Red Clover (generic name)
treats Prostate cancer, Cardiovascular - blood flow, High cholesterol, Menopausal symptoms, Prostate enlargement, Osteoporosis, Hormone replace...
Table of Contents
Top Learning Centers(Recursos en Español)
Alternate TitleTrifolium pratense, Promensil
CategoryHerbs & Supplements
Ackerklee (German), beebread, cow clover, genistein, ICE, isoflavone, isoflavone clover extract, meadow clover, phytoestrogen, Promensil®, purple clover, Rimostil®, Rotklee (German), trefle des pres (French), trefoil, Trinovin®, wild clover.
Red clover is a legume, which like soy contains "phytoestrogens" (plant-based chemicals that are similar to estrogen and may act in the body like estrogen or may actually block the effects of estrogen). Red clover was traditionally used to treat asthma, pertussis (whooping cough), cancer, and gout. In modern times, isoflavone extracts of red clover are most often used to treat menopausal symptoms, as an alternative hormone replacement therapy, for high cholesterol, or to prevent osteoporosis. However, at this time, there are no high-quality human studies supporting the use of red clover for any medical condition.
EvidenceDISCLAIMER: These uses have been tested in humans or animals. Safety and effectiveness have not always been proven. Some of these conditions are potentially serious, and should be evaluated by a qualified healthcare provider.
Cardiovascular - blood flow:
Red clover has been shown to improve the flow of blood through arteries and veins. However, there is limited study in this area and more research is needed before a conclusion can be drawn.
Red clover has been studied in patients with type 2 diabetes to determine potential benefits in diabetic complications such as high blood pressure and narrowing of the arteries and veins. Further research is needed before a strong recommendation can be made.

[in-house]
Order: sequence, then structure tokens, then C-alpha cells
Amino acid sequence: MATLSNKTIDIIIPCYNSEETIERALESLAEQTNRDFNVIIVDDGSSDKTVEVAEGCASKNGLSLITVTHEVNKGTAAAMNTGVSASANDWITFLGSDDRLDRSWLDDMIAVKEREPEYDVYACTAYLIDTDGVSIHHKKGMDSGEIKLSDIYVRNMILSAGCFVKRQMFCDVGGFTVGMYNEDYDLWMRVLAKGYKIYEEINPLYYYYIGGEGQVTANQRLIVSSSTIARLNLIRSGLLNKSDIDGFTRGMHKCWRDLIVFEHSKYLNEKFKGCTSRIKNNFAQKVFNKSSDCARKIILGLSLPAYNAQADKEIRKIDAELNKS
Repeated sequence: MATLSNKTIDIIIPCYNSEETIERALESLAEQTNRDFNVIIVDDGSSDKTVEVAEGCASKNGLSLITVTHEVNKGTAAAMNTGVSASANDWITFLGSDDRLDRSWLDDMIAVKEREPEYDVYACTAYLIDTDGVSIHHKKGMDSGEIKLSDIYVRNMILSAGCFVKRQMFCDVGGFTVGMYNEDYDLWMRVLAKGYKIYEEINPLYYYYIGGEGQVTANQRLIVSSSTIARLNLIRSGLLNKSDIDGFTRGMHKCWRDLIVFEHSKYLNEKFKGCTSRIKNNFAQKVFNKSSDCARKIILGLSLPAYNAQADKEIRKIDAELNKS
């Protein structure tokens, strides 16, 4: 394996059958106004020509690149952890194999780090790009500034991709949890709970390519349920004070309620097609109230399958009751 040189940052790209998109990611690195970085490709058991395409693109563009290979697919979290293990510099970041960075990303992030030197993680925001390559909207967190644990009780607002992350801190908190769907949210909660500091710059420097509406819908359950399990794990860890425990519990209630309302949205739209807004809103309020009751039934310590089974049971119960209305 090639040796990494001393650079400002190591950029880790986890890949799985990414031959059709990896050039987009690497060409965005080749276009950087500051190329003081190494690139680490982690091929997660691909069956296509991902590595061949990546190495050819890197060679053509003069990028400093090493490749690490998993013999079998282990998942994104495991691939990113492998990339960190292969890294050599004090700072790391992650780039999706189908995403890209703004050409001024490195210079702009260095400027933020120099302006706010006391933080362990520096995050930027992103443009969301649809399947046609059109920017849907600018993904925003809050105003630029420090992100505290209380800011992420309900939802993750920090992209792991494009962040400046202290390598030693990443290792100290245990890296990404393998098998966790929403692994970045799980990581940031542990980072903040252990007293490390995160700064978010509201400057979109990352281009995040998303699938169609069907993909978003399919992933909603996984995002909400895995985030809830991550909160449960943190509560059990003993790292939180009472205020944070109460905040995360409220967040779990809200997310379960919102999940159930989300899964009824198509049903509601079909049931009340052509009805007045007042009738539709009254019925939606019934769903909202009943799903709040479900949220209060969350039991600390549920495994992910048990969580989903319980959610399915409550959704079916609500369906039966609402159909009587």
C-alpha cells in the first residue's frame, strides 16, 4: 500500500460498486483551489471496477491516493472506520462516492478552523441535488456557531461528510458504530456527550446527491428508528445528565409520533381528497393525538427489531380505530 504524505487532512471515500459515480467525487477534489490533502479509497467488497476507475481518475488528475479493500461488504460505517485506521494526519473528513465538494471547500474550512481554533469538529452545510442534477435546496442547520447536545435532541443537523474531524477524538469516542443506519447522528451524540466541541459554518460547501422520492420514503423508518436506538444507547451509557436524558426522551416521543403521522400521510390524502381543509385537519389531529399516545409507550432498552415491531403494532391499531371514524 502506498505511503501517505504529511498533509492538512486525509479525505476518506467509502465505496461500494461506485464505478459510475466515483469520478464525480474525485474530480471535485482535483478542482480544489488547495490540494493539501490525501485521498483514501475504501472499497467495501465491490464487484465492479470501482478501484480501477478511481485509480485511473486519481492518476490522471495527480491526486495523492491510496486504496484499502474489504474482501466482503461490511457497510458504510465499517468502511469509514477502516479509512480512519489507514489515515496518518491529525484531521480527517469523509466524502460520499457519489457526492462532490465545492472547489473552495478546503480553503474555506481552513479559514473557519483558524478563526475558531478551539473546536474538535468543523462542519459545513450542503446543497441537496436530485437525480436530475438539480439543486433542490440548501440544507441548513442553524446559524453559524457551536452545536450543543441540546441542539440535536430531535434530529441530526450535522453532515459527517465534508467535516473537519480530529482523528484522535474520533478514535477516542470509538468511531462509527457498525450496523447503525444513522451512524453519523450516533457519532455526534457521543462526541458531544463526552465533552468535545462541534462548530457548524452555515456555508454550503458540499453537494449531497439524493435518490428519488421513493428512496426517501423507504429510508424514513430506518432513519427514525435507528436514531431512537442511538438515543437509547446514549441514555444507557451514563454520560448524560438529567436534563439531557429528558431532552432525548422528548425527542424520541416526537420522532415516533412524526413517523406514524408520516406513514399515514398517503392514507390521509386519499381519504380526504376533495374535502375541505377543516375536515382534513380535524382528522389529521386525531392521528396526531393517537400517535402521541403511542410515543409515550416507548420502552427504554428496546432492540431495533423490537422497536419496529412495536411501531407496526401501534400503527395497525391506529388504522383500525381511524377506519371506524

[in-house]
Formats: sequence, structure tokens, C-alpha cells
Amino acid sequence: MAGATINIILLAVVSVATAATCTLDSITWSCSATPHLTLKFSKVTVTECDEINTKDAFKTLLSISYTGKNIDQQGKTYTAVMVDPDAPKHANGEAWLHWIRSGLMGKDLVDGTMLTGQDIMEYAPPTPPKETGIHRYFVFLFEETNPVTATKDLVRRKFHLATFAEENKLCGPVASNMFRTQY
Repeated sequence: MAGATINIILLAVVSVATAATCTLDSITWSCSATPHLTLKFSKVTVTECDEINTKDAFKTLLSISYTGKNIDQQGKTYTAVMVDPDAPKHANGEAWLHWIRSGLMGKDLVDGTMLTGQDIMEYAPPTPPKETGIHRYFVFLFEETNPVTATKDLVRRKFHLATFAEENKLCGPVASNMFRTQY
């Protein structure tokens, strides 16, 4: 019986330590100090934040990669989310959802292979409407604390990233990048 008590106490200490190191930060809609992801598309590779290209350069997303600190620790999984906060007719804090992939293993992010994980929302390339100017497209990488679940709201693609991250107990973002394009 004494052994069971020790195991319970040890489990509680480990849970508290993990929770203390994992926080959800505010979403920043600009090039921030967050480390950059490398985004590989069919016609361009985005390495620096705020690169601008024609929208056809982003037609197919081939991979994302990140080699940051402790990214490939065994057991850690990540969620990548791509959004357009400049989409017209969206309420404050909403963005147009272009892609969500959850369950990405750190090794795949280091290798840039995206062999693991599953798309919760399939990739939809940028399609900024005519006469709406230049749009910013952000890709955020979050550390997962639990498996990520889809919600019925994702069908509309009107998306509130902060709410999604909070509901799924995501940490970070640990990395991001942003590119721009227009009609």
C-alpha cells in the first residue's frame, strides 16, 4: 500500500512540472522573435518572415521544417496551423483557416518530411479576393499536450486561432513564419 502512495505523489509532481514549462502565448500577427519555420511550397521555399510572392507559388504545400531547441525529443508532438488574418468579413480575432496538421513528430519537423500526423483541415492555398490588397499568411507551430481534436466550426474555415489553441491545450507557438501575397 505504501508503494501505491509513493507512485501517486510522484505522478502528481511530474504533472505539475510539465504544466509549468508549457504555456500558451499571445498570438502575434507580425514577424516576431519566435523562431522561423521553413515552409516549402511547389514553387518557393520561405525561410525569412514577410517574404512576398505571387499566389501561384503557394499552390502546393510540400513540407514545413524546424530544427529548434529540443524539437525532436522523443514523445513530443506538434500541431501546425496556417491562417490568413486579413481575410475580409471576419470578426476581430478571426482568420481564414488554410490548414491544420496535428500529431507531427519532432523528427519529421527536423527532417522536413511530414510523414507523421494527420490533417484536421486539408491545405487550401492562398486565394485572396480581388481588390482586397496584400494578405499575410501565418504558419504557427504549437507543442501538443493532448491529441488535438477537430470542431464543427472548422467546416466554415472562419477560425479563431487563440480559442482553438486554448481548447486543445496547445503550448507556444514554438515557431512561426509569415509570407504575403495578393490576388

Red clover has not been clearly shown to have beneficial effects on blood cholesterol levels. Due to conflicting study results, further research is needed in this area before a recommendation can be made.
Hormone replacement therapy (HRT):
Laboratory research suggests that red clover isoflavones have estrogen-like activity. However, there is no clear evidence that isoflavones share the possible benefits of estrogens (such as effects on bone density). In addition, hormone replacement therapy itself is a controversial topic, with recent research reporting that the potential harm may outweigh any benefits.
Red clover isoflavones are proposed to reduce symptoms of menopause (such as hot flashes), and are popular for this use. Blood pressure and triglyceride levels may be lowered. However, most of the available human studies are poorly designed and short in duration (less than 12 weeks of treatment). As results of published studies conflict with each other, more research is needed before a clear conclusion can be drawn.
It is not clear if red clover isoflavones have beneficial effects on bone density. Most studies of isoflavones in this area have looked at soy, which contains different amounts of isoflavones, as well as other non-isoflavone ingredients. More research is needed before a recommendation can be made.
Red clover isoflavones may have estrogen-like properties in the body, and have been proposed as a possible therapy in prostate cancer and related hot flashes. Some isoflavones have also been shown in laboratory studies to have anti-cancer properties. Because there is a lack of well-designed human research in this area, a strong recommendation cannot be made.
Prostate enlargement (benign prostatic hypertrophy):